The engineering students of KL deemed to be university have developed a unique and environmentally sustainable electric bike. The distinctive feature here is its wireless charging technology and cell-balancing techniques that are cost-effective at the same time. The next plan of action is to convert the prototype into a full-fledged startup idea, which will be funded by the university.
The dream team includes third and fourth year students of the Electrical and Electronics Engineering (EEE) department of KL College. However, the e-bike was never their first idea. According to Charan Sai Tiruvuri, one of the team members, this idea surfaced while working on other projects. “While working on various innovative projects like home automation, smart AC, smart water dispenser, fire extinguisher drones, and other challenging projects. Our focus was more on developing electrical vehicles, however, we felt that the cost was too high”, he said.
Talking more about the project, Tiruvuri said, “Our key focus area was to develop a cost-effective electrical vehicle with wireless charging and cell-balancing techniques.” Joining the conversation, Satyardha Pravashik, who is also part of the team, added, “The lab-based projects at our university provided a strong foundation on working with components, measurements, machines, and power electronics.”
The students started working on this project while they were in their second year Bachelor of Technology (B-Tech). Before the lockdown, they had already completed the basic model, and post the lockdown they used online platforms for its model development. A total of six students are part of the team along with expert participation of university alumni members. They include A. Sandeep, Kireeti Polasi, S Lokesh Babu, V. Sai Praveen, and K. Yashwanth Sai, who is an alumnus of the EEE Department.
The e-bike with a wireless charging system is made by recreating an existing bike. With the capacity of letting people travel up to the speed of 55 kmph and a charging capacity that can cover between 85 to 100 km, a single recharge will last for about five hours. The cell-balancing feature of the e-bike helps in releasing the maximum battery potential that retains the long-lasting charge in the e-bike. Moreover, Tiruvuri and his team believe that electric vehicles will lessen greenhouse emissions. “Although the battery technology evolves certain implications on the environment, conventional EV’s are very efficient. Our purpose of e-bike is the reconfiguration of existing bikes, hence it becomes a better choice with a better environmental solution rather than making the fossil fuel vehicles as scrap,” he added.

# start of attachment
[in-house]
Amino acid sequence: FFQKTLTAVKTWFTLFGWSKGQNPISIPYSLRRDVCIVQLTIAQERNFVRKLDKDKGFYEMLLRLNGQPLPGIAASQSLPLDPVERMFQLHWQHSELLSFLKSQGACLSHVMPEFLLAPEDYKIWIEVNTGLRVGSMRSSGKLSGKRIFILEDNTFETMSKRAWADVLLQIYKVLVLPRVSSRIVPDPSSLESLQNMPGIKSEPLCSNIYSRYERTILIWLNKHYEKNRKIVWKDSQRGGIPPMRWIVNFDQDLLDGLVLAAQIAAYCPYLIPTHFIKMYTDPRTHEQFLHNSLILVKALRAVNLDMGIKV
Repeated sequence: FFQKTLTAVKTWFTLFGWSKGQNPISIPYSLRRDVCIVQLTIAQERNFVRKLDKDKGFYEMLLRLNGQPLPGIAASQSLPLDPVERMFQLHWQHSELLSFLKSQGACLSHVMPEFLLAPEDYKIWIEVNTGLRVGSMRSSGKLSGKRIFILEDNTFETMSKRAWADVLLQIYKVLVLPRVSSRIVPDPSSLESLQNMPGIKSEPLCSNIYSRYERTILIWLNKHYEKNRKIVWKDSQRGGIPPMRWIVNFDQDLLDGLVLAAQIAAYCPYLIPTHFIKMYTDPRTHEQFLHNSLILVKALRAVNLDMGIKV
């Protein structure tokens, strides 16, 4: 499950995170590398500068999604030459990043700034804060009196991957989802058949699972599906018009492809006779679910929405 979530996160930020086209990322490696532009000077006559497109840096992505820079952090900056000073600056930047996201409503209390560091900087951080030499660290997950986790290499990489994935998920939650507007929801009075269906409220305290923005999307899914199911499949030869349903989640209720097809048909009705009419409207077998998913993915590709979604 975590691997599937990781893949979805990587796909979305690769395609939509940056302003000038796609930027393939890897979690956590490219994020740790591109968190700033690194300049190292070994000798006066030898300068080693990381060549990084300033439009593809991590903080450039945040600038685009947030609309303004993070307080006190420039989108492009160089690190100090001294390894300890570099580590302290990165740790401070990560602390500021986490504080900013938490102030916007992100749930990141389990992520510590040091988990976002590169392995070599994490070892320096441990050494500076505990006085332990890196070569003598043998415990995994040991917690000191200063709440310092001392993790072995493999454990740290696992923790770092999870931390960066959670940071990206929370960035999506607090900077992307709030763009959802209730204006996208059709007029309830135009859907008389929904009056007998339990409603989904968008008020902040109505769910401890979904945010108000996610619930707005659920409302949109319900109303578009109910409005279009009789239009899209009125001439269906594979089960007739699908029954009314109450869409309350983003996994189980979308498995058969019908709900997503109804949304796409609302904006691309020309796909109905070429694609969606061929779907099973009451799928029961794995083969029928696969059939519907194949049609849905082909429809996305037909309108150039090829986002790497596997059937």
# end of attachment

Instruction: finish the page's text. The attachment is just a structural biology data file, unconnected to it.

Explaining the technical aspect while making of the prototype, Tiruvuri said, “Our technical group of experts worked on battery designing, one on the motor, controller and other electronic specifications, charging station infrastructure, charging change over the system, new implementation system in charging like wireless charging system and then merging all the techniques of implementing electrical vehicle to make a final working product.”
Er. Koneru Satyanarayana, President of the University while appreciating the achievement of the students said, “This project of wirelessly chargeable e-bike is a testimony to the innovative mindset and futuristic approach of the KL University students. I am happy to see the students coming up with such innovative ideas and technologies.”
According to the university, it has offered a grant of Rs. 1,40,000 to the six-member team to incubate this project idea as a start-up.